Hi,
I have tended to find that edge weights always follow the following laws:
They have a monoid:
There is a zero (0) constant and a + operator for combining two weights.
They have an equivalence and (compatible) ordering relations (>, =):
The ordering is compatible with the monoid. For example,
a + 0 = 0
a + b >= a
a + b = b + a
a >= 0
a != 0, b != 0 => a + b > a
Taken together, the algorithms for things like shortestpath or
weightedkneighbourhood can all be expressed, abstracted away from the
weight datatype, the operations for combining weights, and the operations
for comparing weights.
If you choose your ordering then you can derive the compatible min monoid
where a + b = min(a, b). If you use the natural ordering on numbers then
you commonly use the monoids (0, +) or (1, *).
However, I've had cases where the individual weights and accumulated
pathtraversal weights are complex structures. This isn't a problem, as
long as there's a zero and + for these 'weight' structures, and a
wellbehaved ordering over these structures.
On 12 December 2011 04:39, James Carman <james@carmanconsulting.com> wrote:
> Sorry, I was on my phone before when I sent that. Let me elaborate a
> bit more. I would just allow the weights to be of any type. However,
> you can create two different types of scenarios where you either use a
> Comparable derivative or you use whatever you want, but you have to
> supply a custom Comparator.
>
> On Sun, Dec 11, 2011 at 8:01 PM, James Carman
> <james@carmanconsulting.com> wrote:
> > I wouldn't restrict the weight to Comparable. What if the user wanted to
> > provide their own Comparator?
> >
> > On Dec 11, 2011 7:07 PM, "Claudio Squarcella" <squarcel@dia.uniroma3.it>
> > wrote:
> >>
> >> Hi all,
> >>
> >> I explored a bit more the (rather philosophical) dilemma that came from
> a
> >> thread from last week, quoted below
> >>>
> >>> One step further. A weight is not necessarily a double: in some cases
> not
> >>> even a number, but rather a "comparable" of some sort. So I would
> suggest to
> >>> make use of generics in some way, possibly the smartest. Suggestions
> are
> >>> welcome :)
> >>
> >>
> >> The question is: *what do we mean by weight when dealing with graphs?*
> >>
> >> "Real number" is a standard answer in graph theory: see, e.g.,
> >> http://www.math.jussieu.fr/~jabondy/books/gtwa/pdf/chapter1.pdf (pag.
> 15).
> >> What we have now in the code is a {{getWeight()}} method that returns a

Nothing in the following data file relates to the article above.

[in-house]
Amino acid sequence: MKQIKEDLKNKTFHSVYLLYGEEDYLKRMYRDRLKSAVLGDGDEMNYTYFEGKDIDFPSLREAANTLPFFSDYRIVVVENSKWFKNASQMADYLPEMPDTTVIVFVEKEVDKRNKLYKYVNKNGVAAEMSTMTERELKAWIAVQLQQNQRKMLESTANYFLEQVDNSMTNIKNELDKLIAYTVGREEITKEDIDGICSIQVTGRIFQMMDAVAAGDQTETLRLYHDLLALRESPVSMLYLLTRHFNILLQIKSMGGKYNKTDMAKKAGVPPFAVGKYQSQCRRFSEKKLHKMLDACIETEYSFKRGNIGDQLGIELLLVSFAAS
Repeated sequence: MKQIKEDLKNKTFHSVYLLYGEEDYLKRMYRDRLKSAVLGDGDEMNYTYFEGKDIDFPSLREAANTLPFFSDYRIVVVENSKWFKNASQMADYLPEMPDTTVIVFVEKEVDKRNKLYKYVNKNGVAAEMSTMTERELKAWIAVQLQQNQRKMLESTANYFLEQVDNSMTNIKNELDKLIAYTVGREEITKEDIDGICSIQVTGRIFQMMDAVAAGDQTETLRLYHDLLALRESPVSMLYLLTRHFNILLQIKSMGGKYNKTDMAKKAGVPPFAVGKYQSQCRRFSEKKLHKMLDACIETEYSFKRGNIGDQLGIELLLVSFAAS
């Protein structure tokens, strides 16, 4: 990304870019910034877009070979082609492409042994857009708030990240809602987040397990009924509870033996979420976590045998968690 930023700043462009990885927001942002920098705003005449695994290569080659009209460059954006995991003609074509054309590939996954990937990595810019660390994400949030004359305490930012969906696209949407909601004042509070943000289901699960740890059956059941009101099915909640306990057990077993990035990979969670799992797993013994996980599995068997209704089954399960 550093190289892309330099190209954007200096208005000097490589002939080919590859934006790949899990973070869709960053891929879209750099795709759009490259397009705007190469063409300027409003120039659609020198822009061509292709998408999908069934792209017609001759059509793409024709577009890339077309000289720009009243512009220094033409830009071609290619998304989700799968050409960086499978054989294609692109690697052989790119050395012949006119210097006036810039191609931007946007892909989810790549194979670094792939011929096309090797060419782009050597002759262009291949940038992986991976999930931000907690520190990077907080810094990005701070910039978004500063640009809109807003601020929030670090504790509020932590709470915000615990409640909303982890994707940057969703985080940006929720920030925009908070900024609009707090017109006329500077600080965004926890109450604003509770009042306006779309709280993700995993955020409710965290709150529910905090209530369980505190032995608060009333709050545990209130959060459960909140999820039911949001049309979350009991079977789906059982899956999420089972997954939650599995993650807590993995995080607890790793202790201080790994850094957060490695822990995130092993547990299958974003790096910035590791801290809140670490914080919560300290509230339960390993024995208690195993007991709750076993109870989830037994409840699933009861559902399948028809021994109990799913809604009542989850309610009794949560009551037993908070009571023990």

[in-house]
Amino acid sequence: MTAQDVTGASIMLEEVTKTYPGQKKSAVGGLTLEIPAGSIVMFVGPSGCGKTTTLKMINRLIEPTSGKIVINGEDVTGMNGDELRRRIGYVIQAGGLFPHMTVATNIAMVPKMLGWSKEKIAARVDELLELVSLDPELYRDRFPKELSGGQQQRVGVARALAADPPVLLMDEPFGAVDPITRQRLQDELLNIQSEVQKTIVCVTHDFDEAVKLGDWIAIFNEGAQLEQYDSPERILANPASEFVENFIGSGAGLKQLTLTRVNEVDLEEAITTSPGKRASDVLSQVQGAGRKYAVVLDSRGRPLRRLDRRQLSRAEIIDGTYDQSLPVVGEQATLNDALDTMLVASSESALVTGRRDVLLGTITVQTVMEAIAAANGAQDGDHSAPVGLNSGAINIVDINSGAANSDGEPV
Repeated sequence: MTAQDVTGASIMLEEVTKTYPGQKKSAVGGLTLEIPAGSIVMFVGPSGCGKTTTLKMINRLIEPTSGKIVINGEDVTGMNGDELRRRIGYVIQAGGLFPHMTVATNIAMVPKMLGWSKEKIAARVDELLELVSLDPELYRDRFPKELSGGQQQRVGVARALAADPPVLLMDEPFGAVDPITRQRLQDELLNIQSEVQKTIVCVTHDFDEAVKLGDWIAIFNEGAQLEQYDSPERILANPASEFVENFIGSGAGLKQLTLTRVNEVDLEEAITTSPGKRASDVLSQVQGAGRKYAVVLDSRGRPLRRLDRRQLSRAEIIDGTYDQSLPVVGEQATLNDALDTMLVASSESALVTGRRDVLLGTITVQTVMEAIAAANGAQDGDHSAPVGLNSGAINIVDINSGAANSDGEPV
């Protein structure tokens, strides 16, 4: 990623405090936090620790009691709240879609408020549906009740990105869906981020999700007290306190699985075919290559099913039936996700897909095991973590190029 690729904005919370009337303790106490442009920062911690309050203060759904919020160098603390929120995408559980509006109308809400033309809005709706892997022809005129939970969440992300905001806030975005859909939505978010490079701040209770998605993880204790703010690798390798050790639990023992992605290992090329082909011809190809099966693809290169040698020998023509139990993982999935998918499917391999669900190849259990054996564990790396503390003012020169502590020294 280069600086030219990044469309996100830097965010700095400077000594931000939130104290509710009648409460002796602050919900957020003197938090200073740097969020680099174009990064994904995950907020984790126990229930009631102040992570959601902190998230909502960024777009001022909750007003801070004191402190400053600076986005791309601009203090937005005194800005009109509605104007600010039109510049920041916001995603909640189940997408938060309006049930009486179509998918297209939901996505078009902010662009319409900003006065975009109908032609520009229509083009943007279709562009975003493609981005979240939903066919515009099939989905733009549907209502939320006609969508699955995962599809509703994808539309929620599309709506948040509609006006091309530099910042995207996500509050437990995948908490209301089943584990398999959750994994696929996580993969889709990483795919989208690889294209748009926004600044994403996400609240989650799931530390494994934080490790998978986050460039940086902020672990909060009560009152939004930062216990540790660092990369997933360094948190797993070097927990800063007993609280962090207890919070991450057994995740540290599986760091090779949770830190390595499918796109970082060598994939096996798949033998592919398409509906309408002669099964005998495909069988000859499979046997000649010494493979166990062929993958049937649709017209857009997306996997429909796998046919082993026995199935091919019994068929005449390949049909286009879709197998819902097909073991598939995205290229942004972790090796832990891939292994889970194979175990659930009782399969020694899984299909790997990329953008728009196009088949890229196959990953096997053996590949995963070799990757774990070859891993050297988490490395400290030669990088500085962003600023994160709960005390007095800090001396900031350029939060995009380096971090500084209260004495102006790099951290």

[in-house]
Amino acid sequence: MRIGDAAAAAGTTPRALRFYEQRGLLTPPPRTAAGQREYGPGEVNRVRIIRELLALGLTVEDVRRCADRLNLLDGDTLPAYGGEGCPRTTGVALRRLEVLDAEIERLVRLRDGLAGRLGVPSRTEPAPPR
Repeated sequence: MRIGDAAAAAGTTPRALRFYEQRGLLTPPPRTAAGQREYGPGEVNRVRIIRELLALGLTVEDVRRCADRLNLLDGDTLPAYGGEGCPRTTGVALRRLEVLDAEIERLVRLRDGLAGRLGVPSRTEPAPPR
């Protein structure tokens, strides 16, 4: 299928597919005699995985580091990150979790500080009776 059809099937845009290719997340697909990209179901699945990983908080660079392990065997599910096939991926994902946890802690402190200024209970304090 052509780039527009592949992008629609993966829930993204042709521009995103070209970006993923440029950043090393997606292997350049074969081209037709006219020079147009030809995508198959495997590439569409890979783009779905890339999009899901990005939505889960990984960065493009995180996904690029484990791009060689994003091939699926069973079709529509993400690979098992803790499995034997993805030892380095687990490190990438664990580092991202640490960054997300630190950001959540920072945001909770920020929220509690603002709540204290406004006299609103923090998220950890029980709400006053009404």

> >> double. That serves well for all the algorithms currently implemented,
> and
> >> probably for many more to come. However it is also true that:
> >>
> >> * some domains of interest and/or algorithms might be more restrictive
> >> on the type and sign of "real number" for the weights: integers,
> >> nonnegative rationals, etc.
> >> * strictly speaking, the basic operations associated with weights are
> >> usually just a few. Comparison and sum are enough at least for the
> >> algorithms implemented so far in the project (please correct me if I
> >> am wrong). Maybe scaling? Additive inverse?
> >> * each algorithm is aware of the subset of required operations. E.g.
> >> Prim's algorithm for minimum spanning trees only requires edge
> >> weights to be comparable, so they could even be Strings or whatever...
> >> * some very abstract user might want to use a new class (not
> >> necessarily a number) as a weight, provided that it meets the
> >> requirements of the domain.
> >>
> >> So here is a highlevel view of what I propose:
> >>
> >> * the basic weight is nothing more than a {{Comparable}}, which is
> >> hopefully generic enough;
> >> * where needed, algorithms define more specific constraints on the
> >> input graph in their signature (e.g. Dijkstra can use {{Double}}).
> >>
> >>
> >> Looking forward for comments,
> >> Claudio
> >>
> >> 
> >> Claudio Squarcella
> >> PhD student at Roma Tre University
> >> Email address: squarcel@dia.uniroma3.it
> >> Phone: +390657333215
> >> Fax: +390657333612
> >> http://www.dia.uniroma3.it/~squarcel
> >>
> >>
> >> 
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> >>
> >
>
> 
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>

Dr Matthew Pocock
Integrative Bioinformatics Group, School of Computing Science, Newcastle
University
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